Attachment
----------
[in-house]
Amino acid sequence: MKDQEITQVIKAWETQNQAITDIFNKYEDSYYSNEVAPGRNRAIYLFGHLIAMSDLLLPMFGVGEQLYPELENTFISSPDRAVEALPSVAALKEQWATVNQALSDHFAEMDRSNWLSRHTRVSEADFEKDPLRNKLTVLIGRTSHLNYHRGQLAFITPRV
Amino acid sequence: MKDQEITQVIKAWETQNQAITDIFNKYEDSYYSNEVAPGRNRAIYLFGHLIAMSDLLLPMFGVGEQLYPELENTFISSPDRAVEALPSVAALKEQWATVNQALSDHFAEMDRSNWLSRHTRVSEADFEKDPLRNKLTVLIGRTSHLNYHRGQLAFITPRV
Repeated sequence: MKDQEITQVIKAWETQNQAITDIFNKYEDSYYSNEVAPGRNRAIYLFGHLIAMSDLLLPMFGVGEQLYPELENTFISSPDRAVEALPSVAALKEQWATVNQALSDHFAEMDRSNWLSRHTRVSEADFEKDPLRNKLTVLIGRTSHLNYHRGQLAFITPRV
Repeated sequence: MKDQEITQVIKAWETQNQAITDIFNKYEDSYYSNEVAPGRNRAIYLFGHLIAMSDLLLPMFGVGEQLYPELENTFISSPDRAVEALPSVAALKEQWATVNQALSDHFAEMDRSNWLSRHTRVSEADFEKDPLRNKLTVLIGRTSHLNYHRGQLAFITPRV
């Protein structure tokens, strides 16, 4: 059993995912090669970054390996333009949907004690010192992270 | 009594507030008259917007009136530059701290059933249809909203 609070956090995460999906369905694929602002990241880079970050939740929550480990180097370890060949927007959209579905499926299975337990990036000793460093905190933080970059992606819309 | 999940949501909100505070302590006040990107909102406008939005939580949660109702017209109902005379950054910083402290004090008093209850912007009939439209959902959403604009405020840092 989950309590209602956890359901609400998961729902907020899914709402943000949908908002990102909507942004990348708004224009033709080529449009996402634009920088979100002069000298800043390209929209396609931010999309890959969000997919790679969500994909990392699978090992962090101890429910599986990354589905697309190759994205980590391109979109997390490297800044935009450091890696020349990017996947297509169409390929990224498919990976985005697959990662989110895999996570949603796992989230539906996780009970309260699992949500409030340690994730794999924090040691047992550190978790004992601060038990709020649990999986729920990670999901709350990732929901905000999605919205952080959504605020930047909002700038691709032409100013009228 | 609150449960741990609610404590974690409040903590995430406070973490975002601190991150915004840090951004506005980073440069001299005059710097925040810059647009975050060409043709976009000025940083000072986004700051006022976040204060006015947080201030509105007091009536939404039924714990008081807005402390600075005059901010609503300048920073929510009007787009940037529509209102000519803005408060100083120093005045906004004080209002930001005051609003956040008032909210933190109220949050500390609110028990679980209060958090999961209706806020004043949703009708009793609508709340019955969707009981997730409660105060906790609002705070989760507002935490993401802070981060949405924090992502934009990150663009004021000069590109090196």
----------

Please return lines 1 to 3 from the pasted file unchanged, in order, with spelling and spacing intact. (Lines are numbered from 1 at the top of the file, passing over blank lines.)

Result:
[in-house]
Amino acid sequence: MKDQEITQVIKAWETQNQAITDIFNKYEDSYYSNEVAPGRNRAIYLFGHLIAMSDLLLPMFGVGEQLYPELENTFISSPDRAVEALPSVAALKEQWATVNQALSDHFAEMDRSNWLSRHTRVSEADFEKDPLRNKLTVLIGRTSHLNYHRGQLAFITPRV
Amino acid sequence: MKDQEITQVIKAWETQNQAITDIFNKYEDSYYSNEVAPGRNRAIYLFGHLIAMSDLLLPMFGVGEQLYPELENTFISSPDRAVEALPSVAALKEQWATVNQALSDHFAEMDRSNWLSRHTRVSEADFEKDPLRNKLTVLIGRTSHLNYHRGQLAFITPRV